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Vocal communication in a tolerant multi-level society: insights from signallers and receivers in Guinea baboons

dc.contributor.advisorFischer, Julia Prof.
dc.contributor.authorMaciej, Peterde
dc.titleVocal communication in a tolerant multi-level society: insights from signallers and receivers in Guinea baboonsde
dc.contributor.refereeFischer, Julia Prof.
dc.description.abstractengWhen studying the evolution of animal communication it is important to consider both, the signaller (i.e. signal structure and signal usage) and the receiver (i.e. signal response). While in primates the structure of sounds is supposed to be largely innate, the usage of calls is more malleable and modifiable by experience. The perception and response to calls is highly flexible in primates and, in contrast to signal production, depend strongly on developmental and cognitive mechanisms. Accordingly, the three aspects are expected to be differently affected by evolutionary constrains and selective pressures. The major goal of my thesis was to investigate primate vocal communication from an evolutionary perspective. I examined the vocal communication of free ranging Guinea baboons (Papio papio) and assessed how the characteristics of their social relationships might have contributed to the specifics of their vocal behaviour. To clarify the impact of the Guinea baboons’ social system on their vocal communication, I separately studied the structure and usage of their vocal signals as well as their response behaviour, and compared my results to studies conducted on other closely related baboon taxa. Guinea baboons differ in their social system from the well-known savannah baboons (i.e. chacma baboons (P. ursinus), olive baboons (P. anubis), yellow baboons (P. cynocephalus)), which makes them ideal candidates to study the social impact on the characteristics of vocal communication, in general. While savannah baboons live in stable multi-male, multi-female groups with rather hostile male-male relationships, Guinea baboons live in a complex multi-level society with a much less competitive and more tolerant social style among males. To assess the reliability and validity of acoustic parameters, firstly, I conducted sound transmission experiments, before I used them for acoustic analysis. By re-recording different baboon vocalizations under various broadcasting conditions (i.e. various heights, distances and habitat types) I investigated which parameters where particularly susceptible to degradation. Acoustic parameters, such as start- or end- parameters, where not reliable; i.e. they were highly variable even when recorded under the same conditions. Almost all measured parameters were strongly affected by degradation over distance, which could mainly be attributed to amplitude based attenuation effects. Tonal parameters were only marginally affected by different broadcasting conditions and remained highly valid even when calls were recorded from larger distances. Based on the outcomes of my transmission experiments, I adjusted the recording conditions in the field. Furthermore, I could systematically justify the parameter selection for the following acoustic analyses of the Guinea baboons’ vocal repertoire. In the second part of my project I examined the vocal repertoire of Guinea baboons and analysed their call structure as well as their call usage. I found important differences and similarities of the Guinea baboons’ vocal behaviour in comparison to other taxa. While the structure of their vocal repertoire largely coincided with call structures found in other baboons, i.e. the same call types occurred; the usage of calls differed and corresponded to the less competitive and rather affiliative social style of Guinea baboons. Males showed only a diminished usage of contest or display vocalizations (a common vocal pattern observed in the competitive chacma baboons), while they frequently used vocal signals during affiliative and greeting interactions. My results suggest that the use of calls is adapted to the requirements of the specific social system and that competition and cooperation affect animal signalling behaviour to regulate social interactions. Finally, I conducted playback experiments to investigate how the response behaviour of male Guinea baboons was influenced by the characteristics of their social relationships. Specifically, I played back male calls from individuals of different social units (i.e. their own social unit, a neighbouring unit or a stranger unit) and examined how subjects differentiated among their conspecifics. In correspondence with their highly tolerant social style, males largely ignored any male outside their own unit, irrespective whether the caller was a neighbour or a complete stranger, a response pattern that stands in stark contrast to numerous group living primates. On the other hand, males responded strongly to calls of their own unit members, with whom they are socially related, which indicates that they are strongly motivated to monitor the social manoeuvres of their associates. My findings suggest that the quality and consistency of social interactions appear to be important for the response behaviour in primates and that the allocation of social attention is tuned to the specifics of a species’ social organization. In sum, the evolution of primate vocal communication appears to be driven by a species’ social system, although the different aspects of communication (i.e. structure, usage and response) are differentially affected. While phylogenetic constrains play an important role by limiting the variation in the structure of nonhuman primate vocalizations, the use of calls as well as the way primates respond, can be flexibly adapted to the requirements of the specific social structure and social organisation. Hence, to understand the overall influence of the determining factors (i.e. phylogeny, social system) on the evolution of animal communication it is important to elucidate the differences and similarities of both, signal production and receivers’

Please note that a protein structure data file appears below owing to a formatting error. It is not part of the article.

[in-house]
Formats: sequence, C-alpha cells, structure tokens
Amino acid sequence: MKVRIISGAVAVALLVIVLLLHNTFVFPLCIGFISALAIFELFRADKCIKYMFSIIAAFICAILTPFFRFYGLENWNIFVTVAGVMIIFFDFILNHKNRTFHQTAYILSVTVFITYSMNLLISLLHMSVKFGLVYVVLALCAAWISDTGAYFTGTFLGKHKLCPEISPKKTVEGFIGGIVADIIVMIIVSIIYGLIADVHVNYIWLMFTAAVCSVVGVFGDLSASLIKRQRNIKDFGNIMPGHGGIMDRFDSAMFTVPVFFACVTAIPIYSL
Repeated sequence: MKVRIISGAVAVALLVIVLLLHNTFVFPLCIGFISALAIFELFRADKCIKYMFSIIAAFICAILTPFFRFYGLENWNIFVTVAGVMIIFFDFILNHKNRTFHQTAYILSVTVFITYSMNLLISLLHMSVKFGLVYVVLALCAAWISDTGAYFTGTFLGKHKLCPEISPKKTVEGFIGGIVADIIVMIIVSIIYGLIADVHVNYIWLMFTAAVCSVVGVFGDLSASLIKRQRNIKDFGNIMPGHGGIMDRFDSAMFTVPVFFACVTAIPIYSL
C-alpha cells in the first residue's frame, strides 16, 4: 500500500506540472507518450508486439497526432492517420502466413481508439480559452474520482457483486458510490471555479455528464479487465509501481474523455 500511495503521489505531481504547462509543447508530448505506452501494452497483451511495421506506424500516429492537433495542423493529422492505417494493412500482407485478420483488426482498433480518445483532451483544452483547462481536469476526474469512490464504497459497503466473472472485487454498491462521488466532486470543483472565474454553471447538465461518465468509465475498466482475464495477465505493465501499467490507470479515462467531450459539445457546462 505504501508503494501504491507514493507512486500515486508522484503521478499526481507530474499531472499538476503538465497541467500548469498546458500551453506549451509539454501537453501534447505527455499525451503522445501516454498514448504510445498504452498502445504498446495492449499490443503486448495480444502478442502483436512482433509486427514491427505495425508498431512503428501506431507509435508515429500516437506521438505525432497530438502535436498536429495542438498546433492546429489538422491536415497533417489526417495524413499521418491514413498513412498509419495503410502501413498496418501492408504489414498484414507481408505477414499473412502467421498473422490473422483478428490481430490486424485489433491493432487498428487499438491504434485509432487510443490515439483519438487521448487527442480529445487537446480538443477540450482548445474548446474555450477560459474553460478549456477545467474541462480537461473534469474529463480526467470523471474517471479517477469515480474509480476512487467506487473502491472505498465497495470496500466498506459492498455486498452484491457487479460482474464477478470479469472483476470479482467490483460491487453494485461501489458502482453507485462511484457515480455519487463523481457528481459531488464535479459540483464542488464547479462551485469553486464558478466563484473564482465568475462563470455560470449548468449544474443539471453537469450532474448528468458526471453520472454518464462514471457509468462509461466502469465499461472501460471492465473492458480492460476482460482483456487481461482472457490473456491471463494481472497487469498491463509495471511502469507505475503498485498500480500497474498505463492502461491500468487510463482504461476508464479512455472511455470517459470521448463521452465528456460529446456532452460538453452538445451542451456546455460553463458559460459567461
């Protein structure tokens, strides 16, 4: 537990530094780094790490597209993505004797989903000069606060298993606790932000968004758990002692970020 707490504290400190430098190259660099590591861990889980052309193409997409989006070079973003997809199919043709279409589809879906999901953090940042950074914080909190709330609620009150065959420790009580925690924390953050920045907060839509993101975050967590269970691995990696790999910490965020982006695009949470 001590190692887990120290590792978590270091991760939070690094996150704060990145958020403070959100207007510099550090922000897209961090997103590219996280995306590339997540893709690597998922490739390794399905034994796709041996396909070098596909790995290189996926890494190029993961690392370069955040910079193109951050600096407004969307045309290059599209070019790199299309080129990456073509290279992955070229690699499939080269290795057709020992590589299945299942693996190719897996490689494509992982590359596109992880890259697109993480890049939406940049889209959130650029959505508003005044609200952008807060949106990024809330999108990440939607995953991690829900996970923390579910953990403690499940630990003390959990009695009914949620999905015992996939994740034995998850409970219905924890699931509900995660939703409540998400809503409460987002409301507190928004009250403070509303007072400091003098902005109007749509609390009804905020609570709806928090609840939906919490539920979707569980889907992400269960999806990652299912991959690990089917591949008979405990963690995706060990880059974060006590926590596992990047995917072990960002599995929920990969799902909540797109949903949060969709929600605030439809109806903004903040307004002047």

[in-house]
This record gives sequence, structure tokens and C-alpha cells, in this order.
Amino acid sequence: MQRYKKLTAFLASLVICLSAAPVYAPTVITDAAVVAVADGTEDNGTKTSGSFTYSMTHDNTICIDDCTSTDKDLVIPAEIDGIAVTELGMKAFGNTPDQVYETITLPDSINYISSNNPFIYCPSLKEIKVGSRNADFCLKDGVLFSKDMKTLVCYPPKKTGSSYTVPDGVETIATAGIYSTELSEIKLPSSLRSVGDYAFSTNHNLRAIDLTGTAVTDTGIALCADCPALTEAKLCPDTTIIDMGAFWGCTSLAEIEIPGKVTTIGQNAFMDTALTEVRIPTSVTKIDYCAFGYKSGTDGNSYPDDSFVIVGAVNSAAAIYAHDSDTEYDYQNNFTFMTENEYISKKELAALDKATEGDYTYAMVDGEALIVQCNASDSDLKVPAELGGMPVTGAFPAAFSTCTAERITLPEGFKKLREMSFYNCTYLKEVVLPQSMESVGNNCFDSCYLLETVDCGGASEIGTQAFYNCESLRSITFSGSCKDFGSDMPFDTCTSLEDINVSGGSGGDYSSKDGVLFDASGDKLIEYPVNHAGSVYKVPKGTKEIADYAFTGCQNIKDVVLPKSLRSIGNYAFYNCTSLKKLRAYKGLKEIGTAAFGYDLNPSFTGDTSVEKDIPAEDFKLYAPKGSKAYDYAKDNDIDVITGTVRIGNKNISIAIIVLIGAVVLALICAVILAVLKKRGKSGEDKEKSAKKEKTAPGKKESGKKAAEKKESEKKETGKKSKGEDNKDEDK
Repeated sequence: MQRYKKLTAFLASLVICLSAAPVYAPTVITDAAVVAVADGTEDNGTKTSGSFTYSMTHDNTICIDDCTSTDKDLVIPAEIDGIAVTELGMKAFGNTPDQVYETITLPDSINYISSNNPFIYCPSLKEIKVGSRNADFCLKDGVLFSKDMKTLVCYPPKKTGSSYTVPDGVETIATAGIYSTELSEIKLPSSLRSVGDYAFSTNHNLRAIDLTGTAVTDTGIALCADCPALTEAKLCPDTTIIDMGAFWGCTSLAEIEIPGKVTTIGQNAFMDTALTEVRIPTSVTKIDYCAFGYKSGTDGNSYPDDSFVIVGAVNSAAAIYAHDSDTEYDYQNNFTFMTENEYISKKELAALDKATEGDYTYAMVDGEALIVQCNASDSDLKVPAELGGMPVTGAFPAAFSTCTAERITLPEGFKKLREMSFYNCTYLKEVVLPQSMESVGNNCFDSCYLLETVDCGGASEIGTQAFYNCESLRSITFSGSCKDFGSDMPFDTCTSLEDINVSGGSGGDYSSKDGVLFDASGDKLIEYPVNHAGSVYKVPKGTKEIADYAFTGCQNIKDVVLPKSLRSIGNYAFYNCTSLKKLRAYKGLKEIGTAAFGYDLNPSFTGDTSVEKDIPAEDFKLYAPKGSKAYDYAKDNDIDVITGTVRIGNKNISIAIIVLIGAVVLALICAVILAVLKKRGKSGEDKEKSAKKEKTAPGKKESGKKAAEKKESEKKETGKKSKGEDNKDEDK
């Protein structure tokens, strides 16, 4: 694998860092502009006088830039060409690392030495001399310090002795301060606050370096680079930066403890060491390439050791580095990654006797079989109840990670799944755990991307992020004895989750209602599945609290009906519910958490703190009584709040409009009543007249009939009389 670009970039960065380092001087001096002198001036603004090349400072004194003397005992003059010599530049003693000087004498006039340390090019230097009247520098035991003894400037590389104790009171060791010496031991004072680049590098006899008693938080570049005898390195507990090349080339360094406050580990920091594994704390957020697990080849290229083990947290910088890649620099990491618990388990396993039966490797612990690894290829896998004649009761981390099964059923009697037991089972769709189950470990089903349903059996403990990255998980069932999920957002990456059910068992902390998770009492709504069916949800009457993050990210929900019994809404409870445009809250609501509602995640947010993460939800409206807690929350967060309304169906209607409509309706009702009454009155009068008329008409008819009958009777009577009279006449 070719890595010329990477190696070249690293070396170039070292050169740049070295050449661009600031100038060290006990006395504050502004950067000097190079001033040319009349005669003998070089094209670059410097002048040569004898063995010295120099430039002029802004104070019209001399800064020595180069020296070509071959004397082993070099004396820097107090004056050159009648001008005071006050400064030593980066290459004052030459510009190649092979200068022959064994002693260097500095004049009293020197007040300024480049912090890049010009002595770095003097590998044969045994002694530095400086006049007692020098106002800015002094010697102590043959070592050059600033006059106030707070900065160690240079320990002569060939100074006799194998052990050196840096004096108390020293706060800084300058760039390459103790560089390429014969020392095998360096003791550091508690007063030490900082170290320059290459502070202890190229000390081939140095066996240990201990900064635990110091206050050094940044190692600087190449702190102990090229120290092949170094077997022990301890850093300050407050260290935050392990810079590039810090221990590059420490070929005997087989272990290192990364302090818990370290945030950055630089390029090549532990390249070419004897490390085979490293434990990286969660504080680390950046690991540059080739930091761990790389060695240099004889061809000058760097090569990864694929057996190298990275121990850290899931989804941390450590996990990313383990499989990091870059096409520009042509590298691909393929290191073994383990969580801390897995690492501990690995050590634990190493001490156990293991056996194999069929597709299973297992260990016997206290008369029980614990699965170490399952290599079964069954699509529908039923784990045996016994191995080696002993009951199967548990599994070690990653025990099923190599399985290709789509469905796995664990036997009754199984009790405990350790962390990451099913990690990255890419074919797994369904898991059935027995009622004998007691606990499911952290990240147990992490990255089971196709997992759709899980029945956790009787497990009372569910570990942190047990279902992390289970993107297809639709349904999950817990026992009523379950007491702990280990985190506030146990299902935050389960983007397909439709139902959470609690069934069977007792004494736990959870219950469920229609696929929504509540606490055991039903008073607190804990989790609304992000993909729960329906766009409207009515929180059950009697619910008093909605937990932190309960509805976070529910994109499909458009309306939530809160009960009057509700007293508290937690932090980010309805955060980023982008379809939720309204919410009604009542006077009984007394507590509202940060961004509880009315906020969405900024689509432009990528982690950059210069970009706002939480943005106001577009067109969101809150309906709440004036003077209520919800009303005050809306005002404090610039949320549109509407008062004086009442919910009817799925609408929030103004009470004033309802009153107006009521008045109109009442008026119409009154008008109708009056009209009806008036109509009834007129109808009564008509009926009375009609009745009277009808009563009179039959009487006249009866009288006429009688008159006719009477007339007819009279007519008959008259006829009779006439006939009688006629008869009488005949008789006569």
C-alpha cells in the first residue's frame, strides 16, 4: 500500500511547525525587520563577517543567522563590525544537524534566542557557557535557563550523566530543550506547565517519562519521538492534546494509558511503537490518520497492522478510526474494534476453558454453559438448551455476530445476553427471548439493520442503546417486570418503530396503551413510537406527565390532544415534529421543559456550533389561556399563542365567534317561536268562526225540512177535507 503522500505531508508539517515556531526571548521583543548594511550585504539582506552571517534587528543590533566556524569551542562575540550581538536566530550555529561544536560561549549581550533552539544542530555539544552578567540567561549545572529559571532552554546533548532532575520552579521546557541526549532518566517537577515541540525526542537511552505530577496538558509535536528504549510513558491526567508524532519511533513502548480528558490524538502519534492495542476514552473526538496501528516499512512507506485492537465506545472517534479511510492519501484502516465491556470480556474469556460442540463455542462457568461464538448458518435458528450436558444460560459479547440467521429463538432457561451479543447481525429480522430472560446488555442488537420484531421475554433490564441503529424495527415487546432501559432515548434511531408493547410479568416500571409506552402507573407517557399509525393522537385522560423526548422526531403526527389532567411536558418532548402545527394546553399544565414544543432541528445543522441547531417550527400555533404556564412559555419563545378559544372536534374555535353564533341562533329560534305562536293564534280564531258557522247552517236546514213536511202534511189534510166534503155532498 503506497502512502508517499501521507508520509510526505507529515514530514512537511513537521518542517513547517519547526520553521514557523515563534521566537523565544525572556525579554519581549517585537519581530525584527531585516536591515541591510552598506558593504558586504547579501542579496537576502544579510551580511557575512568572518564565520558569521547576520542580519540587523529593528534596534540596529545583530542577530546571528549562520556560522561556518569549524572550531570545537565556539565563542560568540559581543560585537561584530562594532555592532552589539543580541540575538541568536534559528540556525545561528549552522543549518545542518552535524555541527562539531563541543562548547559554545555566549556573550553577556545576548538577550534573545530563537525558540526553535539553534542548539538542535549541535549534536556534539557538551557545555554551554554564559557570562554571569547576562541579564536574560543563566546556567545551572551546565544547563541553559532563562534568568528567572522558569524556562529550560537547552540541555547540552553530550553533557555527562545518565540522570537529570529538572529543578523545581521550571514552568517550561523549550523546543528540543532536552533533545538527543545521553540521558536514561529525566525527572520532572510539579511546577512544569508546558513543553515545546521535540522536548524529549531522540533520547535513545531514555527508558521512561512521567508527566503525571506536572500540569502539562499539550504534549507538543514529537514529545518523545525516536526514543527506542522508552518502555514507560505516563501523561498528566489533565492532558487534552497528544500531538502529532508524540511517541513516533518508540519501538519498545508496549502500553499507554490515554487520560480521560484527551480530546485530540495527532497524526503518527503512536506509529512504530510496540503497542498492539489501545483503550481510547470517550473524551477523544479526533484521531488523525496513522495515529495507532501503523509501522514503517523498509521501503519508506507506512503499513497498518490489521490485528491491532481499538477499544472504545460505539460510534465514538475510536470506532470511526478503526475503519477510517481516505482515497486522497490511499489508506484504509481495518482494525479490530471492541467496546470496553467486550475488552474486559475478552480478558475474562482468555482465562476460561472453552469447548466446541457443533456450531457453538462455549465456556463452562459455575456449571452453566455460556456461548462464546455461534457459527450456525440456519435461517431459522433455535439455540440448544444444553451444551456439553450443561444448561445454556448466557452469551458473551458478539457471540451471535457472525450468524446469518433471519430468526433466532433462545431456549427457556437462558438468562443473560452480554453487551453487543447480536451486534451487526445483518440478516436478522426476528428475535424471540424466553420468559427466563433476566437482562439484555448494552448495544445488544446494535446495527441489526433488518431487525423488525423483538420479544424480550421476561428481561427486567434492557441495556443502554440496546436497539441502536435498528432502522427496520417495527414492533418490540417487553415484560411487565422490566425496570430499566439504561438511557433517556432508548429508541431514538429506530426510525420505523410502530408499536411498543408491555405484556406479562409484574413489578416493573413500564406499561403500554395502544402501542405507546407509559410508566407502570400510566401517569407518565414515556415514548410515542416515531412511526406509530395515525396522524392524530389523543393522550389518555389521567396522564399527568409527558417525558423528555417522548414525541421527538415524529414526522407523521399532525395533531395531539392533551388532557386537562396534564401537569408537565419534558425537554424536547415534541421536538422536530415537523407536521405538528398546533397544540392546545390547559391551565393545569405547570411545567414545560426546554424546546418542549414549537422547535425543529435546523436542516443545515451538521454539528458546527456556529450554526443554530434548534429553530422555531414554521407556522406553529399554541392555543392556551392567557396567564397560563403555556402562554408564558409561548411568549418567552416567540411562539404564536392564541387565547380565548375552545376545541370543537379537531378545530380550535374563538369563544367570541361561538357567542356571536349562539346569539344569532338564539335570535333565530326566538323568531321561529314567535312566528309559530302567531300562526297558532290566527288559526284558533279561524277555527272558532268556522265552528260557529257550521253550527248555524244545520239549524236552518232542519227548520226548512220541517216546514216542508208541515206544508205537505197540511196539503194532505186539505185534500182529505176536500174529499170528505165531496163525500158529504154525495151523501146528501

dc.contributor.coRefereeHeymann, Eckhard W. Prof.
dc.contributor.thirdRefereeOstner, Julia Prof.
dc.contributor.thirdRefereeSemmann, Dirk Prof.
dc.contributor.thirdRefereeRakoczy, Hannes Prof.
dc.contributor.thirdRefereeHeinrich, Ralf Prof.
dc.subject.engVocal communicationde
dc.subject.engGuinea baboonde
dc.subject.engSocial knowledgede
dc.subject.engAcoustic analysisde
dc.subject.engSound transmissionde
dc.subject.engPlayback experimentde
dc.affiliation.instituteBiologische Fakultät für Biologie und Psychologiede
dc.subject.gokfullBiologie (PPN619462639)de